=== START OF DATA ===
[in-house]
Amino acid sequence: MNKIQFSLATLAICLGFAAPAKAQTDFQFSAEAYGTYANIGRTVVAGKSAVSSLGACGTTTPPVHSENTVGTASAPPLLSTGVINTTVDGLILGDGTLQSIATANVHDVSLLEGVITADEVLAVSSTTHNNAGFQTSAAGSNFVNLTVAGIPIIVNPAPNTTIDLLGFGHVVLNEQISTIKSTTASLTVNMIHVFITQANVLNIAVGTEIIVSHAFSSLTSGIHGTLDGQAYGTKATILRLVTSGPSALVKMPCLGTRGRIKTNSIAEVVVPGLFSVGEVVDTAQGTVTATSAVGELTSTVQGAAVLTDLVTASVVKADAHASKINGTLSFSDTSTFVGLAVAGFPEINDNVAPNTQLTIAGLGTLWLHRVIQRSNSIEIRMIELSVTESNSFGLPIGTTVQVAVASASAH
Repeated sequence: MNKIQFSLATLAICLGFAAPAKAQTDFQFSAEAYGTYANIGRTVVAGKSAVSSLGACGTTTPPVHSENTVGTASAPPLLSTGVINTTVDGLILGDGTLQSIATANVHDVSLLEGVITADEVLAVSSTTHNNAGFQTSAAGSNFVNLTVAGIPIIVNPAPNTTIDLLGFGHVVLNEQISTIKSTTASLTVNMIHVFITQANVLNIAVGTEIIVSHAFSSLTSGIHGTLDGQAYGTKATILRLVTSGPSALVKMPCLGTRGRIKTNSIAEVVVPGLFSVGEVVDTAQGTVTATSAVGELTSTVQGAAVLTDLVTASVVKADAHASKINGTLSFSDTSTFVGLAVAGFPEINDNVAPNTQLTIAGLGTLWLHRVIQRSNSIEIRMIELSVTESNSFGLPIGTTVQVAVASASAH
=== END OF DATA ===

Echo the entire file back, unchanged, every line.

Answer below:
[in-house]
Amino acid sequence: MNKIQFSLATLAICLGFAAPAKAQTDFQFSAEAYGTYANIGRTVVAGKSAVSSLGACGTTTPPVHSENTVGTASAPPLLSTGVINTTVDGLILGDGTLQSIATANVHDVSLLEGVITADEVLAVSSTTHNNAGFQTSAAGSNFVNLTVAGIPIIVNPAPNTTIDLLGFGHVVLNEQISTIKSTTASLTVNMIHVFITQANVLNIAVGTEIIVSHAFSSLTSGIHGTLDGQAYGTKATILRLVTSGPSALVKMPCLGTRGRIKTNSIAEVVVPGLFSVGEVVDTAQGTVTATSAVGELTSTVQGAAVLTDLVTASVVKADAHASKINGTLSFSDTSTFVGLAVAGFPEINDNVAPNTQLTIAGLGTLWLHRVIQRSNSIEIRMIELSVTESNSFGLPIGTTVQVAVASASAH
Repeated sequence: MNKIQFSLATLAICLGFAAPAKAQTDFQFSAEAYGTYANIGRTVVAGKSAVSSLGACGTTTPPVHSENTVGTASAPPLLSTGVINTTVDGLILGDGTLQSIATANVHDVSLLEGVITADEVLAVSSTTHNNAGFQTSAAGSNFVNLTVAGIPIIVNPAPNTTIDLLGFGHVVLNEQISTIKSTTASLTVNMIHVFITQANVLNIAVGTEIIVSHAFSSLTSGIHGTLDGQAYGTKATILRLVTSGPSALVKMPCLGTRGRIKTNSIAEVVVPGLFSVGEVVDTAQGTVTATSAVGELTSTVQGAAVLTDLVTASVVKADAHASKINGTLSFSDTSTFVGLAVAGFPEINDNVAPNTQLTIAGLGTLWLHRVIQRSNSIEIRMIELSVTESNSFGLPIGTTVQVAVASASAH